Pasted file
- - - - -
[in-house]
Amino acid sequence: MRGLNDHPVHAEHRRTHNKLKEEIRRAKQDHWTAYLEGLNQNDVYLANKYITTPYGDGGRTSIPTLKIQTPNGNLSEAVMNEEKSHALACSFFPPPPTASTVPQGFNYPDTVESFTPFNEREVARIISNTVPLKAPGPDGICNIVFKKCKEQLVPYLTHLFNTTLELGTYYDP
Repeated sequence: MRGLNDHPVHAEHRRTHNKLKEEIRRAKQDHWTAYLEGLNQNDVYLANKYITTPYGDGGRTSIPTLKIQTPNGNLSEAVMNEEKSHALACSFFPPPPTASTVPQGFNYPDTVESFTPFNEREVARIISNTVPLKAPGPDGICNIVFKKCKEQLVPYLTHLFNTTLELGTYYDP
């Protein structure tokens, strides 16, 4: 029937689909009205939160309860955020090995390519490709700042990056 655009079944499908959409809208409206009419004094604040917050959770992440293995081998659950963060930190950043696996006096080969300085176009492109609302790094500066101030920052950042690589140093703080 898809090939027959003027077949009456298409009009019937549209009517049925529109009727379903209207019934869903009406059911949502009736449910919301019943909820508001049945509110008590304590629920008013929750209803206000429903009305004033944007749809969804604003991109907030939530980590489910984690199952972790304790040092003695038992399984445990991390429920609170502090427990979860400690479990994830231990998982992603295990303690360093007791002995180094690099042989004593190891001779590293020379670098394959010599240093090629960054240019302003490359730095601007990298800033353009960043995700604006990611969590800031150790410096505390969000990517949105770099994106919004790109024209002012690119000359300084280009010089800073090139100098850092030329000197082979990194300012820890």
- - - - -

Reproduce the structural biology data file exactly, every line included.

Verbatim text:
[in-house]
Amino acid sequence: MRGLNDHPVHAEHRRTHNKLKEEIRRAKQDHWTAYLEGLNQNDVYLANKYITTPYGDGGRTSIPTLKIQTPNGNLSEAVMNEEKSHALACSFFPPPPTASTVPQGFNYPDTVESFTPFNEREVARIISNTVPLKAPGPDGICNIVFKKCKEQLVPYLTHLFNTTLELGTYYDP
Repeated sequence: MRGLNDHPVHAEHRRTHNKLKEEIRRAKQDHWTAYLEGLNQNDVYLANKYITTPYGDGGRTSIPTLKIQTPNGNLSEAVMNEEKSHALACSFFPPPPTASTVPQGFNYPDTVESFTPFNEREVARIISNTVPLKAPGPDGICNIVFKKCKEQLVPYLTHLFNTTLELGTYYDP
């Protein structure tokens, strides 16, 4: 029937689909009205939160309860955020090995390519490709700042990056 655009079944499908959409809208409206009419004094604040917050959770992440293995081998659950963060930190950043696996006096080969300085176009492109609302790094500066101030920052950042690589140093703080 898809090939027959003027077949009456298409009009019937549209009517049925529109009727379903209207019934869903009406059911949502009736449910919301019943909820508001049945509110008590304590629920008013929750209803206000429903009305004033944007749809969804604003991109907030939530980590489910984690199952972790304790040092003695038992399984445990991390429920609170502090427990979860400690479990994830231990998982992603295990303690360093007791002995180094690099042989004593190891001779590293020379670098394959010599240093090629960054240019302003490359730095601007990298800033353009960043995700604006990611969590800031150790410096505390969000990517949105770099994106919004790109024209002012690119000359300084280009010089800073090139100098850092030329000197082979990194300012820890």